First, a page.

4. Be willing to enforce your boundaries.

It can be really annoying when you’ve spoken about something already, and your partner goes back to doing whatever it was that first contributed to the conflict. If this happens, I’d like to first encourage giving the benefit of the doubt. Human beings are hard-wired to seek out what’s familiar, and so we all can fall back into old behaviors, even when we’re trying really hard to be different. This is particularly true if we’re stressed, fatigued, or spread too thin. That doesn’t mean, however, that you don’t get to address it. It’s going to be critical to gently confront and remind your partner of your boundaries and if there were compromises, what you agreed upon.


If you’ve given them a fair chance to address the issues in question and you feel like they’re dismissing your concerns, or not following through on agreed-upon changes, it might be time to leave.


Enforcing boundaries can be tough! We can say we don’t tolerate certain things, but putting it into action feels so much harder, especially when feelings are involved. If you say you don’t tolerate liars, as an example, then your actions need to support you not tolerating liars. So, if you’ve set this limit, and your partner lies, you need to be willing to walk away.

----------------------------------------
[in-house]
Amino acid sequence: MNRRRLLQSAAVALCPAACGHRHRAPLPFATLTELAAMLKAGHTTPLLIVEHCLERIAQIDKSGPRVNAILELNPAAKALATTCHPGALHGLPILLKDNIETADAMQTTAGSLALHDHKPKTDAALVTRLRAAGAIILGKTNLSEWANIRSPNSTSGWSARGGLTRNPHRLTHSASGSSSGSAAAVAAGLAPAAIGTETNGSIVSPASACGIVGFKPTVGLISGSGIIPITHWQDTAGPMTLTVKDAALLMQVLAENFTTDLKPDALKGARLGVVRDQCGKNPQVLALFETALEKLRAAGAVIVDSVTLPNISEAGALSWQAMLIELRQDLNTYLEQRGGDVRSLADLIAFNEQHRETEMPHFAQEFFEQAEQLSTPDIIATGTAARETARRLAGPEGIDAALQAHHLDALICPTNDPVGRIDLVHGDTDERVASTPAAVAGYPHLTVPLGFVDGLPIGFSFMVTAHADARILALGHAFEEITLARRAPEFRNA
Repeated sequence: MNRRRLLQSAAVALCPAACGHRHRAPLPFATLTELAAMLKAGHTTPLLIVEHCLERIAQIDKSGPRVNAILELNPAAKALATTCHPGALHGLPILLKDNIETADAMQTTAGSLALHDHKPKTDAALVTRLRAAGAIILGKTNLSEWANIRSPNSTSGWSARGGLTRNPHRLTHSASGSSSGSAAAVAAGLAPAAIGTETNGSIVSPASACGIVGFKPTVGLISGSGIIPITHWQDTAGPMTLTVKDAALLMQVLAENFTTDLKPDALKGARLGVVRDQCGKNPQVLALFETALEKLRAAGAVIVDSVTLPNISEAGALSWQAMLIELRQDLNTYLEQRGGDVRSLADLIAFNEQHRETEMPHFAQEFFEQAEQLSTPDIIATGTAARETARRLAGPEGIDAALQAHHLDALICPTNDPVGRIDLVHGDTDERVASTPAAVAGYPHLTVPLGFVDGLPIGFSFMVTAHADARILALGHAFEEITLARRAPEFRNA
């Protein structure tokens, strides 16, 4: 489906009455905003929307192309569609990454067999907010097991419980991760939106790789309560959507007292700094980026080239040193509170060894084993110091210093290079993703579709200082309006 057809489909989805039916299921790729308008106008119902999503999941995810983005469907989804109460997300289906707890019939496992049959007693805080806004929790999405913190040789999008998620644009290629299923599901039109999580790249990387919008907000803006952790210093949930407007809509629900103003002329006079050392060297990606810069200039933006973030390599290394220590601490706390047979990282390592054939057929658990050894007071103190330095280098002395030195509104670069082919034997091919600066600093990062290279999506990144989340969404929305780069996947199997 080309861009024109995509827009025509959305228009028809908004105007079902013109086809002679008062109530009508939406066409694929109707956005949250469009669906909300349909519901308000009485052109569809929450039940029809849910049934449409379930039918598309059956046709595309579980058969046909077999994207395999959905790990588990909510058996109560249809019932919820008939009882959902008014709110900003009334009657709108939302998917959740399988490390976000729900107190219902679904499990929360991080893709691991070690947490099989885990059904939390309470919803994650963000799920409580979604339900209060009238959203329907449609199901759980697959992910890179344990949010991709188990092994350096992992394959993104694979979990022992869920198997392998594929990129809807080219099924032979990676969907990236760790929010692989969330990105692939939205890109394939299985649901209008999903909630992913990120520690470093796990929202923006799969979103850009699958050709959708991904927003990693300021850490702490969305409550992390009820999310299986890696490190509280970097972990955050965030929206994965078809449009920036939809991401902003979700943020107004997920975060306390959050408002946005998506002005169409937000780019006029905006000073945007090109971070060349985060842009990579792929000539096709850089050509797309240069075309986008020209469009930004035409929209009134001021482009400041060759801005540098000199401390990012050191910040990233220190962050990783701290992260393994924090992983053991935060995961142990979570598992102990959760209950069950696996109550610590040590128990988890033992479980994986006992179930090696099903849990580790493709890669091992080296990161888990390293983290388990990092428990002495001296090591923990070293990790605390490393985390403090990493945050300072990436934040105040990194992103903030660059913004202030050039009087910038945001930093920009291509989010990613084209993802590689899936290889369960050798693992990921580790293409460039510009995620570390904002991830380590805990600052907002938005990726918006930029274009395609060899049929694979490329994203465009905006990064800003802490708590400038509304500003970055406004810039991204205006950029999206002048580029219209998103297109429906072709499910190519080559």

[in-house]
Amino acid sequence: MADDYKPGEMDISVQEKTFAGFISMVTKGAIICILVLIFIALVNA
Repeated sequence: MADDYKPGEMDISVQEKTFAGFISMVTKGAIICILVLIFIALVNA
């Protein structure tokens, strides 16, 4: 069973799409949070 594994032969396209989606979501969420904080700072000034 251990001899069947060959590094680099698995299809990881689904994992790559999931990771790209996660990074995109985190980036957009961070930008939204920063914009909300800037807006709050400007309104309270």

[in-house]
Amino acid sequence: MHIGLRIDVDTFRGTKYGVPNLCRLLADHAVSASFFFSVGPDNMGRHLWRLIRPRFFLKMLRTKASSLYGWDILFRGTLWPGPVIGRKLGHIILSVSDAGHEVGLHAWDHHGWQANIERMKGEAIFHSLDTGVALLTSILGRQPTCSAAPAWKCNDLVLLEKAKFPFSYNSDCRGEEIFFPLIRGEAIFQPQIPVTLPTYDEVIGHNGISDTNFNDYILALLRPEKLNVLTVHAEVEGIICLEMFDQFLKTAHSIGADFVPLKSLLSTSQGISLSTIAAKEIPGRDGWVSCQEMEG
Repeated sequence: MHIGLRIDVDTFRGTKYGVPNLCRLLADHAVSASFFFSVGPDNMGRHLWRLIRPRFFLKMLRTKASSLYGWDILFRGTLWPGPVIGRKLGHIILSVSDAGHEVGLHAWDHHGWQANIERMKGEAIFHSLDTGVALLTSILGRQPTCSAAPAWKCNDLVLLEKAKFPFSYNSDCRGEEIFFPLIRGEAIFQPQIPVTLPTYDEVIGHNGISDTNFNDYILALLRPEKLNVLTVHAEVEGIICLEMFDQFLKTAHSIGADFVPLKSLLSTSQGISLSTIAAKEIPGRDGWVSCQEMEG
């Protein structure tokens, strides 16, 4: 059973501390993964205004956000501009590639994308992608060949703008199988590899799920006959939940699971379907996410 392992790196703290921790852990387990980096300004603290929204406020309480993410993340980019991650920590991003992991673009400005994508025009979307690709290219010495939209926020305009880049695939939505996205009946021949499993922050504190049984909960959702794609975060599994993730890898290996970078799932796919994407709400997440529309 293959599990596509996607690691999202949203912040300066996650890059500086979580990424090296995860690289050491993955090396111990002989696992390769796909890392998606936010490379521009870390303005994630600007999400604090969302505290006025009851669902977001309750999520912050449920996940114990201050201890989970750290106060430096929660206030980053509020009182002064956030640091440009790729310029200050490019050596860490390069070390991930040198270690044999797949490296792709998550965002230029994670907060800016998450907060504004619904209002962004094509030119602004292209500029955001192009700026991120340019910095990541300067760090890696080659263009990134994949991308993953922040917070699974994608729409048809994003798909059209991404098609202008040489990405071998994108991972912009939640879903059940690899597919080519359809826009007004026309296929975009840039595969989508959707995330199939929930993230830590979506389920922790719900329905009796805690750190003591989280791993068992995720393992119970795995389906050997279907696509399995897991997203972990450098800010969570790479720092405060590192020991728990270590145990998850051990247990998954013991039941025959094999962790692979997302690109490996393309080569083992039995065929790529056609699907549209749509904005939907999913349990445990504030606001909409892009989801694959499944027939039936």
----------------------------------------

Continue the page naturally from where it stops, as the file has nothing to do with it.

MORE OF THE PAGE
This might sound like a harsh way of thinking about it, but words without action truly mean nothing. That goes on both sides – whether it’s your partner promising they’ll change, and then they consistently don’t put forth the effort to, or if you say you’re going to leave if they do something again, and then you don’t.


People respond to consequences. You walking away will not guarantee change, and you also need to be okay if your partner chooses not to. However, how seriously you take your boundaries sets the tone for how seriously your partner takes them, and it could encourage them to reassess their actions, too.

5. If you decide you need to end it…

Breakups are so, so hard, and like the title of this post, you can love someone, and realize that the best thing for you is to let them go. People negotiate against breakups in so many ways. They stay in relationships too long, take too much of the responsibility for what’s not working, try to soften the blow by not being direct, or feel like ending the relationship conflicts with who they are as a “nice” person. While all of these things might feel valid at the time, they’re very unhelpful perspectives to operate from. 


You deserve a healthy, collaborative, reciprocal relationship. You deserve to walk away from whatever is no longer serving you. You deserve to put yourself first.


I have good news and bad news for you. The bad news is – breakups are just going to suck. I wish there was a way around this, but it is just the reality of things. The good news is that you are going to be okay. It’s going to suck for however long it does, but life continues to move forward, new doors open, and one day, the way you feel right now will be a relatively small blip in the radar of your life. Be gentle with yourself, and lean into the trust that you’re doing the right thing yourself.


If you’re navigating a rough patch or considering a breakup and could use a little extra support from a therapist, you can reach out to me here.

%d bloggers like this: